Books to Inspire
Richard Fries is the Director of Cycling Experience for the Best Buddies Challenges. With more than 40 years experience, he has been a racer, commuter, tourist, promoter, advocate, journalist and commentator on the sport and lifestyle of cycling. Having raced at the professional level both in America and Europe, Fries is well known as a race announcer having called countless USA Cycling National Championships, World Cups, and UCI World Championships. But he is also a tireless advocate having recently served as the executive director of MassBike. You can follow him on Strava to learn more.
- noting or pertaining to a long poetic composition, usually centered upon a hero, in which a series of great achievements or events is narrated in elevated style;
- resembling or suggesting such poetry;
- heroic; majestic; impressively great.
Of late I’ve had to reflect on why I love cyclists. I certainly can enjoy the company of several different people. I hold my own in conversation in offices and at parties and around coffee shops. But when I encounter an experienced cyclist – regardless of their education, religious background, native language, political bent, gender, sexual orientation or age – I become intensely engaged in conversation. I find this applies regardless of the content of the discussion.
I boiled this down to the two key attributes cyclists have in greater quantity than most folks I meet: Curiosity and Courage.
You may believe the latter to be about physical courage. While that is a minor component, what really impresses me is that to be a cyclist – especially in America – requires cultural courage. To be a cyclist one chooses to be a minority on the transportation, recreation and cultural landscape. One must be brave to travel alone, subject to the prospect of an amazing array of contingencies on the route that lay ahead, be that a Tuesday night loop or an epic mixed-terrain adventure.
But the former attribute, Curiosity, also drives the cyclist beyond a town boundary, over a summit, beyond a physical limitation, and around corner after corner after corner.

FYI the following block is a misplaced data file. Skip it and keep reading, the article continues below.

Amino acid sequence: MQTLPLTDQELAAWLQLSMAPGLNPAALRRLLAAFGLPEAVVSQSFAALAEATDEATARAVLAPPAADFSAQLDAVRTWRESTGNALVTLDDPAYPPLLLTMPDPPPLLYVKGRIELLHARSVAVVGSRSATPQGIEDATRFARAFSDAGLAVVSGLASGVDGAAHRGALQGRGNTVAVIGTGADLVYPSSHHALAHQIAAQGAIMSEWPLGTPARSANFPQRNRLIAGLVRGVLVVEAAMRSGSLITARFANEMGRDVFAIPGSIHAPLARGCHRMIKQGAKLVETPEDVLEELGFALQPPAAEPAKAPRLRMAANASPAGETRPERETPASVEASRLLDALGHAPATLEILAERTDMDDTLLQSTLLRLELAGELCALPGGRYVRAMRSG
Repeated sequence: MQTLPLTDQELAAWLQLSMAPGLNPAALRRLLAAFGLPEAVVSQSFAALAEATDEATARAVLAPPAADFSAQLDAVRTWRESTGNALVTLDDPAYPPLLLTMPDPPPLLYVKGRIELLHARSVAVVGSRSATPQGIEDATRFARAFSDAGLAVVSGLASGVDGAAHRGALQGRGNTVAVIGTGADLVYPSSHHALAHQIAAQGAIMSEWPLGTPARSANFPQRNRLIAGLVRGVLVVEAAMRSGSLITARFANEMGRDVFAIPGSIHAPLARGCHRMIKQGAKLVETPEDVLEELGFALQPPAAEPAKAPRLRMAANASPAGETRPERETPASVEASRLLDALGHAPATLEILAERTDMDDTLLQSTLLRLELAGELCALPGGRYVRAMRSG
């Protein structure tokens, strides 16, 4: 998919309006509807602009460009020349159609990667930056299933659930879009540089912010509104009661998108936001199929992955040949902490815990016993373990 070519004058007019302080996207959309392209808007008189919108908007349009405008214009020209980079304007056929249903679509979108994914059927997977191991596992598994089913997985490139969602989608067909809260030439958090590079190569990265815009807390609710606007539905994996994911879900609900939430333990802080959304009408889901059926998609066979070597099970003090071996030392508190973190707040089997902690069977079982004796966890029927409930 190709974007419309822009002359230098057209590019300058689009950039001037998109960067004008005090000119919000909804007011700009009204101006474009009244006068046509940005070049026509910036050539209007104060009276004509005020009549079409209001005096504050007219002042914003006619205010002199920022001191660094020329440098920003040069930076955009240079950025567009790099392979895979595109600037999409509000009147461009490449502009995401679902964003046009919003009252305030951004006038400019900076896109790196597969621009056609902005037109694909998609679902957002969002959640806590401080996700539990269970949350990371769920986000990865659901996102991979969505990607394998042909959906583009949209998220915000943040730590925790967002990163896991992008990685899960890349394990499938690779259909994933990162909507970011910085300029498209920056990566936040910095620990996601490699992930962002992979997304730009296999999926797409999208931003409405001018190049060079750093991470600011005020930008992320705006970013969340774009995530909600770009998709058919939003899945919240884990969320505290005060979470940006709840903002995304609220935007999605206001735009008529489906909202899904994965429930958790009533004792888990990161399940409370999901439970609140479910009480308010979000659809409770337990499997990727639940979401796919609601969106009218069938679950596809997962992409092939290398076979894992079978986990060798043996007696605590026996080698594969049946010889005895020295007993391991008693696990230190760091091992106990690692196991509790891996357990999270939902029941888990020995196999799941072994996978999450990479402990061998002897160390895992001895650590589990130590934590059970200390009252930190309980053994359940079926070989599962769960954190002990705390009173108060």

I’ve been fortunate to ride in 2×2 formation amid groups of solid riders through natural surroundings around the globe at a talking pace. And the conversations typically engage me as much as the act of cycling. Hours melt away amid the discussion, which often focuses on great books, films, TED Talks, etc.
As I shelter through a New England winter, I reflected recently on the many great books cyclists read and recommend to one another. While there are some great books about cycling – both fiction and non-fiction – the seasoned rider will typically cite amazing titles on a wealth of topics other than cycling that inspire them during those epic days on the bike.
While waiting for some pipes to thaw, I threw out a call to several cyclists I admire asking for their recommendation of non-cycling books that can truly inspire them as bicycle riders. I sought out regional heroes, world champions, team chefs, mechanics and Tour de France veterans. But I also tapped into veteran adventurers and gurus who engage me with great conversation during long rides here in New England.
Below is a list of great books they recommended with a single-sentence description of each. I’ve endeavored to cluster them into relevant blocks.
But this blog is a call out to the readers for comments and suggestions. Only a third of the books cited came from me. The others came from those cycling gurus whom I admire. I look forward to hearing your feedback via Facebook on these books as well as other suggested readings of books that will fuel our souls during those long rides ahead…hopefully we can ride together.
Pick one. Read it this winter. And apply it to your life, both on and off the bicycle.
Great Books on Transcendence
The Art of War, Sun Tzu
This short Chinese military treatise from the 5th Century BC is often required reading by cycling coaches, given its focus less on fighting and more on strategy in selecting where, when and how to fight.
Zen in the Art of Archery, Eugen Herrigel